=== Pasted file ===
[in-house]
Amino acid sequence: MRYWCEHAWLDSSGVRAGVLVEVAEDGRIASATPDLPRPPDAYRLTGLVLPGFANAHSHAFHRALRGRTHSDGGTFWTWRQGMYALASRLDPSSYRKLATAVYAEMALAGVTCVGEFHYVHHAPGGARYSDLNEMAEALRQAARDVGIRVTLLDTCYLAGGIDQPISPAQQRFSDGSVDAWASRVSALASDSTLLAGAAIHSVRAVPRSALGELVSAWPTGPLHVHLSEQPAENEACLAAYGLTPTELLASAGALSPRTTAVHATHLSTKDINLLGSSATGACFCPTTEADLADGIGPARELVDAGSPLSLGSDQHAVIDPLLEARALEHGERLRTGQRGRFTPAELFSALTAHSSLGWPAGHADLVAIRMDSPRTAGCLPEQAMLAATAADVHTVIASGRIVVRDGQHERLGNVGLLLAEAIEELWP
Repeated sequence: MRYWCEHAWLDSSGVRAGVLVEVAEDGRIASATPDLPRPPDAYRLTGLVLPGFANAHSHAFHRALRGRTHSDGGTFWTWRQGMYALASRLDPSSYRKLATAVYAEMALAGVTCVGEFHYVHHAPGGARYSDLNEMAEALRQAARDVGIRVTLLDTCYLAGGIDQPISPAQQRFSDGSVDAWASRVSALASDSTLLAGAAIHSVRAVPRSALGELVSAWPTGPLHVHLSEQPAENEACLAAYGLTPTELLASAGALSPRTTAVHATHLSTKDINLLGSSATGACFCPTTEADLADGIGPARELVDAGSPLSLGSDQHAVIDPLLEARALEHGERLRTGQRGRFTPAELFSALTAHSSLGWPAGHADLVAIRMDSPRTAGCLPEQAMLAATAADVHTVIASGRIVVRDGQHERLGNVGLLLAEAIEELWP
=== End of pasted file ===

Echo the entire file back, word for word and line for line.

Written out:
[in-house]
Amino acid sequence: MRYWCEHAWLDSSGVRAGVLVEVAEDGRIASATPDLPRPPDAYRLTGLVLPGFANAHSHAFHRALRGRTHSDGGTFWTWRQGMYALASRLDPSSYRKLATAVYAEMALAGVTCVGEFHYVHHAPGGARYSDLNEMAEALRQAARDVGIRVTLLDTCYLAGGIDQPISPAQQRFSDGSVDAWASRVSALASDSTLLAGAAIHSVRAVPRSALGELVSAWPTGPLHVHLSEQPAENEACLAAYGLTPTELLASAGALSPRTTAVHATHLSTKDINLLGSSATGACFCPTTEADLADGIGPARELVDAGSPLSLGSDQHAVIDPLLEARALEHGERLRTGQRGRFTPAELFSALTAHSSLGWPAGHADLVAIRMDSPRTAGCLPEQAMLAATAADVHTVIASGRIVVRDGQHERLGNVGLLLAEAIEELWP
Repeated sequence: MRYWCEHAWLDSSGVRAGVLVEVAEDGRIASATPDLPRPPDAYRLTGLVLPGFANAHSHAFHRALRGRTHSDGGTFWTWRQGMYALASRLDPSSYRKLATAVYAEMALAGVTCVGEFHYVHHAPGGARYSDLNEMAEALRQAARDVGIRVTLLDTCYLAGGIDQPISPAQQRFSDGSVDAWASRVSALASDSTLLAGAAIHSVRAVPRSALGELVSAWPTGPLHVHLSEQPAENEACLAAYGLTPTELLASAGALSPRTTAVHATHLSTKDINLLGSSATGACFCPTTEADLADGIGPARELVDAGSPLSLGSDQHAVIDPLLEARALEHGERLRTGQRGRFTPAELFSALTAHSSLGWPAGHADLVAIRMDSPRTAGCLPEQAMLAATAADVHTVIASGRIVVRDGQHERLGNVGLLLAEAIEELWP